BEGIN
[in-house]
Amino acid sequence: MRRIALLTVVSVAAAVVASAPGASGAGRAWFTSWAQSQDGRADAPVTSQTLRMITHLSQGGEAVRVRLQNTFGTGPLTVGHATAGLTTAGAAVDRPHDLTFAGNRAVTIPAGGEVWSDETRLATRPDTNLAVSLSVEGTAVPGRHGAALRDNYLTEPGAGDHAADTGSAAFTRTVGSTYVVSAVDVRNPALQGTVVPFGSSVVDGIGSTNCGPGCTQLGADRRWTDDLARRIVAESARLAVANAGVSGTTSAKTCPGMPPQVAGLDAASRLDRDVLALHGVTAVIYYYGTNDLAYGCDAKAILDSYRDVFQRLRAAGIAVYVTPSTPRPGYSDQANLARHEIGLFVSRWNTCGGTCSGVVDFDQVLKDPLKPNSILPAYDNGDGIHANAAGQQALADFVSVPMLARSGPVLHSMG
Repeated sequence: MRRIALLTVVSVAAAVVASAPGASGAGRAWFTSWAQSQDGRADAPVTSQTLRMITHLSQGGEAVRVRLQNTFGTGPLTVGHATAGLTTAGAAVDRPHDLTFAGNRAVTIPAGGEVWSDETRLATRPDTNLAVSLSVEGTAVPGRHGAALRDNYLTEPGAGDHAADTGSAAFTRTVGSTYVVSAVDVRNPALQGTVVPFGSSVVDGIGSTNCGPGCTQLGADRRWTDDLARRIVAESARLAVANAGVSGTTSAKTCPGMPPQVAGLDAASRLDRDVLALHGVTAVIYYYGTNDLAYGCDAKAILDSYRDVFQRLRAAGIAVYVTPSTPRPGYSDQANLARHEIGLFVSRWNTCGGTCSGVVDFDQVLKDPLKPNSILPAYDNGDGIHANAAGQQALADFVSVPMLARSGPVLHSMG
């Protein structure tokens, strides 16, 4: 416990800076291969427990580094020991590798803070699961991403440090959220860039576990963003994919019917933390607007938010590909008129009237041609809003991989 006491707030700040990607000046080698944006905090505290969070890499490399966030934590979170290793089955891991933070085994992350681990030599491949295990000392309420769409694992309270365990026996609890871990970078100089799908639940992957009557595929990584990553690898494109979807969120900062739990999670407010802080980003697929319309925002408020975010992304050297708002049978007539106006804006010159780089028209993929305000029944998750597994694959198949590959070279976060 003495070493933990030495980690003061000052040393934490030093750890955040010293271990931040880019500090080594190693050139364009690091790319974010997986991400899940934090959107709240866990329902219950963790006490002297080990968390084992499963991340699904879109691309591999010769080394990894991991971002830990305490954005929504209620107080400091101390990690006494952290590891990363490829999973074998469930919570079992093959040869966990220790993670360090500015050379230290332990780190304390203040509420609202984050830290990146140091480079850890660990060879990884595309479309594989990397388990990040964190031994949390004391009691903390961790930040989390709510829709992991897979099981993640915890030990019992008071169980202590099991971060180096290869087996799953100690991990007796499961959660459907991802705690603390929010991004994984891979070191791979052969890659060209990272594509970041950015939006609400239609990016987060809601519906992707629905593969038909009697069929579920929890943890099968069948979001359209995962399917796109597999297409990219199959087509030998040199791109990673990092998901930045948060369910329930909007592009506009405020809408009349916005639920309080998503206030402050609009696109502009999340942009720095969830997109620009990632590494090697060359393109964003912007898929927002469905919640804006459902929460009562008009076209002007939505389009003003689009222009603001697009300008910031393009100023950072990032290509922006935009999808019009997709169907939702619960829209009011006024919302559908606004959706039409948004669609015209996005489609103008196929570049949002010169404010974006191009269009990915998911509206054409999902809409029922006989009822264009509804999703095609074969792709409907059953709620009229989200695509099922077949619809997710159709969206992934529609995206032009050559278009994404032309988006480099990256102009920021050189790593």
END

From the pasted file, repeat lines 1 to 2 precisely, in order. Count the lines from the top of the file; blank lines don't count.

[in-house]
Amino acid sequence: MRRIALLTVVSVAAAVVASAPGASGAGRAWFTSWAQSQDGRADAPVTSQTLRMITHLSQGGEAVRVRLQNTFGTGPLTVGHATAGLTTAGAAVDRPHDLTFAGNRAVTIPAGGEVWSDETRLATRPDTNLAVSLSVEGTAVPGRHGAALRDNYLTEPGAGDHAADTGSAAFTRTVGSTYVVSAVDVRNPALQGTVVPFGSSVVDGIGSTNCGPGCTQLGADRRWTDDLARRIVAESARLAVANAGVSGTTSAKTCPGMPPQVAGLDAASRLDRDVLALHGVTAVIYYYGTNDLAYGCDAKAILDSYRDVFQRLRAAGIAVYVTPSTPRPGYSDQANLARHEIGLFVSRWNTCGGTCSGVVDFDQVLKDPLKPNSILPAYDNGDGIHANAAGQQALADFVSVPMLARSGPVLHSMG